Dear Katherine,
I tend to obsess over the people I’m dating when I haven’t heard from them. How can I fully detach from the expectation of frequent contact with the person I’m seeing?

–Too Attached

Dearest Attached,

Distance is where the erotic lives, isn’t it? And there’s no getting around it. Whether it’s psychological, physical or digital it is in the space between two things that arousal emerges. Anne Caron, lauded Canadian essayist and classicist, wrote a book called Eros the Bittersweet: An Essay. She knows something about distance. She famously tells her husband when he’s traveling, “I miss you, but I’m having a great time.”

In one of my favorite passages on the eroticism of distance and desire Carson writes “The lover wants what he does not have. It is by definition impossible for him to have what he wants if, as soon as it is had, it is no longer wanting.” Suffice it to say, my dearest “Attached,” that your feelings of obsession are as old as time. Your thirst for communication from your lover will never be entirely sated, and if it is then you’ll develop another more voracious craving right quick.

That being said, there are ways to observe and manage your attachment and your desire for contact in creative ways. Carson has explicated the dilemma for us. I will attempt to solve it.

Really revel in your fantasy of what the other is doing. Are you picturing them sleeping with other people? Doing illicit drugs? Writing the great American novel? Indulge the fantasy because it’s never as great as the truth.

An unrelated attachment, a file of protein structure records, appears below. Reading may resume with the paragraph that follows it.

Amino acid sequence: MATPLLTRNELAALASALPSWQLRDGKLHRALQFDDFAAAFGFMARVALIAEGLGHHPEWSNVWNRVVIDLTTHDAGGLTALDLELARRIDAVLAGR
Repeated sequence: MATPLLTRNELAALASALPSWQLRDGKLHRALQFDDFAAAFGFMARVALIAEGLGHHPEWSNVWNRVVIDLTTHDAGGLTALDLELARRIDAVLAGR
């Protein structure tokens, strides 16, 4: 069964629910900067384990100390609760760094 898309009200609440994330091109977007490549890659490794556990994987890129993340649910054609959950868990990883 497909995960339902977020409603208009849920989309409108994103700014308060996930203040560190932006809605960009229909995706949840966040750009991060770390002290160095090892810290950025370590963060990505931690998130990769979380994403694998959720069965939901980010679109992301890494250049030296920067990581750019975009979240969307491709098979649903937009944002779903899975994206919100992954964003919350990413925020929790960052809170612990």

Calculate how much time you’re spending thinking about when they’ll text you. Get a piece of paper and a sharpie. Put it on a wall. Make a tally mark for every time it crosses your mind. Once you hit 40 you have to do 20 push-ups.

Now, make a second column on the same piece of paper and make a tally mark for every time you think something awesome about yourself. Once you hit five you get an ice cream. Did you notice a major discrepancy in your two columns? If so, it may be worth asking yourself how much your need for contact is actually about them and how much it’s about your own need to feel desired.

People have markedly different proclivities in this area. I have a friend, for example, who is one of the largest extroverts I’ve ever met. She loves being in constant touch, and I’d be worried if I didn’t hear from her for six hours. Another friend I hear from once a week, and if I hear more I get concerned he’s slipping into some sort of manic episode. What are your needs in terms of general human contact? How are they being met or not met outside of your romantic partnerships? Articulate your needs to your partner in a way that isn’t a personal attack.

There’s a happy middle ground when it comes to contact where you get to spend enough time apart that you actively choose to see each other again but not so much time without contact that you feel out at sea. Don’t think about the spaces between contact as “detachment” but rather as opportunities to allow yourself to extend yourself to another person free from a sense of obligation. Let that slow burn turn into a smolder.

Make Plans for Next time when you’re together. It’s pretty simple, but it takes the logistical pressure off of texting, emailing and calling.

Some people only reply to email every other Tuesday while others are contact texters. I’ve encountered a fair number of people who seem to use passenger pigeons or telepathy as their preferred mode of communication. As it turns out they tend to be the ones to NOT be a relationship with, by the way. Inquire about your lover’s tech approach and respond in kind.

Eventually if somebody’s never responding to you in a way that feels good, it gets old. You’re not their priority, and they should be yours. Time to fall out of touch.

My dearest, to desire is by nature to be attached. There is no solving that. However, I do hope that you can find better and navigate the murky waters of your needs. Best of Luck.